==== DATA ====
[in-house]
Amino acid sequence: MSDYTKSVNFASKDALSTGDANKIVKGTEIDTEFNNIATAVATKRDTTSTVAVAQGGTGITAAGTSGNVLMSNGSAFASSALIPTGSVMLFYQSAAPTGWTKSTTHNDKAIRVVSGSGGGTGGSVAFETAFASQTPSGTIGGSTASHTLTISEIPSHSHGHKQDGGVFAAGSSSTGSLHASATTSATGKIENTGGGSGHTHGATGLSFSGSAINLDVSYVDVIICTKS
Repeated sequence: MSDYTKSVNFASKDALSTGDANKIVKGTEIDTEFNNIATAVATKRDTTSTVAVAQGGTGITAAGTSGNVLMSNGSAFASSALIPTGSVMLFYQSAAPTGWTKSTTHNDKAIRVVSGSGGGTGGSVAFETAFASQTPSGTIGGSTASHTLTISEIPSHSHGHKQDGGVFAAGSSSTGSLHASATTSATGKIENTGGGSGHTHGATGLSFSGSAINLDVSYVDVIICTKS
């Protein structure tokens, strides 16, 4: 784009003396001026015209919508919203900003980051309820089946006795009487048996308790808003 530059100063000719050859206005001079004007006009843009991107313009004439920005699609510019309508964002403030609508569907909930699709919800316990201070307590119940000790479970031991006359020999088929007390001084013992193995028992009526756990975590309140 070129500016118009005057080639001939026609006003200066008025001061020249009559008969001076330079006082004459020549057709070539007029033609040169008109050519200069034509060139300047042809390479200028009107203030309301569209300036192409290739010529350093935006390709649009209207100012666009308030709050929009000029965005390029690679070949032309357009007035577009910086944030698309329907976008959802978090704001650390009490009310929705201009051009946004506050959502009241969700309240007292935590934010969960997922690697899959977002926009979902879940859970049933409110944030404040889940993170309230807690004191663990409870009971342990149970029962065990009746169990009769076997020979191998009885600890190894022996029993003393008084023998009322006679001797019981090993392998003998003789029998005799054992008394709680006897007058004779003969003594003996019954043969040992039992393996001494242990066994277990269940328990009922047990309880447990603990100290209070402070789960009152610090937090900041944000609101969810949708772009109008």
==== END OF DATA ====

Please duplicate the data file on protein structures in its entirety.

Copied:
[in-house]
Amino acid sequence: MSDYTKSVNFASKDALSTGDANKIVKGTEIDTEFNNIATAVATKRDTTSTVAVAQGGTGITAAGTSGNVLMSNGSAFASSALIPTGSVMLFYQSAAPTGWTKSTTHNDKAIRVVSGSGGGTGGSVAFETAFASQTPSGTIGGSTASHTLTISEIPSHSHGHKQDGGVFAAGSSSTGSLHASATTSATGKIENTGGGSGHTHGATGLSFSGSAINLDVSYVDVIICTKS
Repeated sequence: MSDYTKSVNFASKDALSTGDANKIVKGTEIDTEFNNIATAVATKRDTTSTVAVAQGGTGITAAGTSGNVLMSNGSAFASSALIPTGSVMLFYQSAAPTGWTKSTTHNDKAIRVVSGSGGGTGGSVAFETAFASQTPSGTIGGSTASHTLTISEIPSHSHGHKQDGGVFAAGSSSTGSLHASATTSATGKIENTGGGSGHTHGATGLSFSGSAINLDVSYVDVIICTKS
């Protein structure tokens, strides 16, 4: 784009003396001026015209919508919203900003980051309820089946006795009487048996308790808003 530059100063000719050859206005001079004007006009843009991107313009004439920005699609510019309508964002403030609508569907909930699709919800316990201070307590119940000790479970031991006359020999088929007390001084013992193995028992009526756990975590309140 070129500016118009005057080639001939026609006003200066008025001061020249009559008969001076330079006082004459020549057709070539007029033609040169008109050519200069034509060139300047042809390479200028009107203030309301569209300036192409290739010529350093935006390709649009209207100012666009308030709050929009000029965005390029690679070949032309357009007035577009910086944030698309329907976008959802978090704001650390009490009310929705201009051009946004506050959502009241969700309240007292935590934010969960997922690697899959977002926009979902879940859970049933409110944030404040889940993170309230807690004191663990409870009971342990149970029962065990009746169990009769076997020979191998009885600890190894022996029993003393008084023998009322006679001797019981090993392998003998003789029998005799054992008394709680006897007058004779003969003594003996019954043969040992039992393996001494242990066994277990269940328990009922047990309880447990603990100290209070402070789960009152610090937090900041944000609101969810949708772009109008």